DOCUMENT_MODAL and TOOLKIT_MODAL are where things get interesting. DOCUMENT_MODAL allows you to have different sets of windows that are modal. For instance, you can have a modal application window that displays a help window. Provided that it has a top-level window that is not part of the main application hierarchy, the help window can be modal. In addition, the help window can create other modal windows that have a modality separate from the main window and separate from any modal dialogs that the help window creates. Having a modal application that displays a modal help window is a common need when utilizing the JavaHelp library. It's typical that users want to be able to interact with help, even when the current window is modal. This need wasn't adequately met prior to support for DOCUMENT_MODAL because the main application window and help window had different owner hierarchies.

Think of TOOLKIT_MODAL as APPLICATION_MODAL, where the application is the browser. (In this paragraph what's said about applets also applies to applications started through Java WebStart technology.) This setting allows one applet in a browser to be modal, blocking other applets from accepting input. That's because all the applets are loaded with the same Toolkit. Your applet must have AWTPermission.toolkitModality enabled for TOOLKIT_MODAL to work.

In addition to setting the modality type of a window, you can set the modal exclusion type by calling the setModalExclusionType() method of Window. This allows you to exclude certain windows from behaving according to the pertinent modality type. The setModalExclusionType() method accepts one of three values from the Dialog.ModalExclusionType enumeration:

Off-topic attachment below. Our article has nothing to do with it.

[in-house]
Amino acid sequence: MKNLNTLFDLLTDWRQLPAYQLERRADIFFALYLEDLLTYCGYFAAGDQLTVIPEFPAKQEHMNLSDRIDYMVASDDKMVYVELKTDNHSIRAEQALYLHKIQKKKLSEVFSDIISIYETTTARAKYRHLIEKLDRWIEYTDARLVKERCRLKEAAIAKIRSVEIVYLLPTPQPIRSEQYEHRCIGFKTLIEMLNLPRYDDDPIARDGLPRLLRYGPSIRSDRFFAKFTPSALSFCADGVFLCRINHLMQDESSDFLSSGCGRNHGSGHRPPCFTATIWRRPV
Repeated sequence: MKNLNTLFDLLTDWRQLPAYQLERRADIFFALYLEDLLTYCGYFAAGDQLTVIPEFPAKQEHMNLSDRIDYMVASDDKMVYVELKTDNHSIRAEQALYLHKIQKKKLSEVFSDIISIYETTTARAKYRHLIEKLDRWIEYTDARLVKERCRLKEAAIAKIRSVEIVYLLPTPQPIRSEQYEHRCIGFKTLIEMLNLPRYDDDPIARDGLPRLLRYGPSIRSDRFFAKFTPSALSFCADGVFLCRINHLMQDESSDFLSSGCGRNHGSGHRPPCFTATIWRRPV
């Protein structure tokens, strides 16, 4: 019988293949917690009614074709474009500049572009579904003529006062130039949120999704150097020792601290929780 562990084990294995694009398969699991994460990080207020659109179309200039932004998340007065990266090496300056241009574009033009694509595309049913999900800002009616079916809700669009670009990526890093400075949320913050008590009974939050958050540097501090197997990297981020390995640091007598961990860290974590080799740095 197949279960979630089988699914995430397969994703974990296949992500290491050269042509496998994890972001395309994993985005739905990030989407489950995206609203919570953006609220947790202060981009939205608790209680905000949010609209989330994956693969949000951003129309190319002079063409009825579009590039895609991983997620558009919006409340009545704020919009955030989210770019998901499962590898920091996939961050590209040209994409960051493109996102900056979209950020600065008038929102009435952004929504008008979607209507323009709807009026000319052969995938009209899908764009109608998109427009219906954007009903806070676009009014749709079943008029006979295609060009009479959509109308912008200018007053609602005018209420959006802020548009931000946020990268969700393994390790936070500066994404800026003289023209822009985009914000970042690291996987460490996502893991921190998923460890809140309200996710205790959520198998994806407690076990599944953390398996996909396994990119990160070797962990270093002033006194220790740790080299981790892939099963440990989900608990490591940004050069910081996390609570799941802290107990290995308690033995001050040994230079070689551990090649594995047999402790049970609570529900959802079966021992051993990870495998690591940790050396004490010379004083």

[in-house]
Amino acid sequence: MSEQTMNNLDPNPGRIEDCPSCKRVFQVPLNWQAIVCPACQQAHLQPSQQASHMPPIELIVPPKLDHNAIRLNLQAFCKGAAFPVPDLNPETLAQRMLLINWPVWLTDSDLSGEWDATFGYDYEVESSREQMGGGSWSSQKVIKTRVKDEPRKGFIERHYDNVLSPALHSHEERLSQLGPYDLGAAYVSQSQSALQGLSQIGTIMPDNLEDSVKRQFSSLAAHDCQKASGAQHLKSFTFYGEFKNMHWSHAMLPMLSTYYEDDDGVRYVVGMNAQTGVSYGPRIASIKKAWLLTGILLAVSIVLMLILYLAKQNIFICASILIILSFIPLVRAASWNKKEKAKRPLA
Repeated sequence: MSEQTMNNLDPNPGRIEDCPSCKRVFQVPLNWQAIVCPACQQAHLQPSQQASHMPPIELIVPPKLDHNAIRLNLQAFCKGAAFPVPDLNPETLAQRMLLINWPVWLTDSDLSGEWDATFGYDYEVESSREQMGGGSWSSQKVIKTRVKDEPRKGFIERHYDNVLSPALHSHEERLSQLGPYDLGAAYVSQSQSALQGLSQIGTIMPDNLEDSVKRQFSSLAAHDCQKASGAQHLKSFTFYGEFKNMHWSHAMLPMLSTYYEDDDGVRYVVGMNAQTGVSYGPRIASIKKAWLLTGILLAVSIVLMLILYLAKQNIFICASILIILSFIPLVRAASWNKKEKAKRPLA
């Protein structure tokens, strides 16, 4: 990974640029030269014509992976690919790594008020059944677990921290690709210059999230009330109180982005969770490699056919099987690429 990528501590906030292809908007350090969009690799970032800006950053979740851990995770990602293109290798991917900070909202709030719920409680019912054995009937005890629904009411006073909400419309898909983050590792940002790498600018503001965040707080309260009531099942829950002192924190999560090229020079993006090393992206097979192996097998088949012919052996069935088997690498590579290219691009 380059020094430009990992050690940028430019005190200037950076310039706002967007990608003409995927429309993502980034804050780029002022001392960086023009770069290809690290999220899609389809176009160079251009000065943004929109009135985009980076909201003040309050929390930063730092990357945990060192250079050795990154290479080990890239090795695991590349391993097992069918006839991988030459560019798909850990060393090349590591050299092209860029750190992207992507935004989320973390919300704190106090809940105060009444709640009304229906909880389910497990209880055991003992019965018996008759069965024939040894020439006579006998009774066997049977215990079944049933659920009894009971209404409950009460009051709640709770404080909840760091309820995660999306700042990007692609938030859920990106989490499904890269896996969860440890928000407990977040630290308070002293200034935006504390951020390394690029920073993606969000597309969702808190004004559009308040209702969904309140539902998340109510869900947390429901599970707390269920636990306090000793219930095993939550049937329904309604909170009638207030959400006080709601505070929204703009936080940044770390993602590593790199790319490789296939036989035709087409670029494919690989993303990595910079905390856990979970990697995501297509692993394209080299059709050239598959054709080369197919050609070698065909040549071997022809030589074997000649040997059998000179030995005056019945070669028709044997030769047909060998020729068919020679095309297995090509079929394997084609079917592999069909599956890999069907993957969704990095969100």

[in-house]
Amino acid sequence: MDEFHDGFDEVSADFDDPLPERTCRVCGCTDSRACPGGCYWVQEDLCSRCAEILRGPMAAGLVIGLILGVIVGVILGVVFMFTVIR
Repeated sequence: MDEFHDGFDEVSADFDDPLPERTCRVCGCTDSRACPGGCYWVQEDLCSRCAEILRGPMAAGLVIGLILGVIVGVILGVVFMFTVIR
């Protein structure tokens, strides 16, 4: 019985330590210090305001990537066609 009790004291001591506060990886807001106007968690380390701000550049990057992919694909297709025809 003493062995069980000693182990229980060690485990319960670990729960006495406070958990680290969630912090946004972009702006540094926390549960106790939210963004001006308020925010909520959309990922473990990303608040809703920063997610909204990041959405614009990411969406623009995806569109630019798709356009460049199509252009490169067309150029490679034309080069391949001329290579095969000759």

The NO_EXCLUDE option means no modal exclusion. The window behaves according to its current modality type. The other two settings allow you to use a modality type, but also allow specific windows to accept input focus. The APPLICATION_EXCLUDE setting specifies that at the application level, the window will not behave according to its modality. TOOLKIT_EXCLUDE specifies that at both the application and Toolkit level, the window will not behave according to its modality. There is no way to have a window exclude behavior at the Toolkit level, but not at the application level.

Before using either the modality types or the exclusion option, you can ask the Toolkit if either is supported. To discover if a particular modality is supported, use the boolean isModalityTypeSupported(Dialog.ModalityType modalityType) method. To discover if an exclusion type is supported, use the boolean isModalExclusionTypeSupported(Dialog.ModalExclusionType modalExclusionType) method.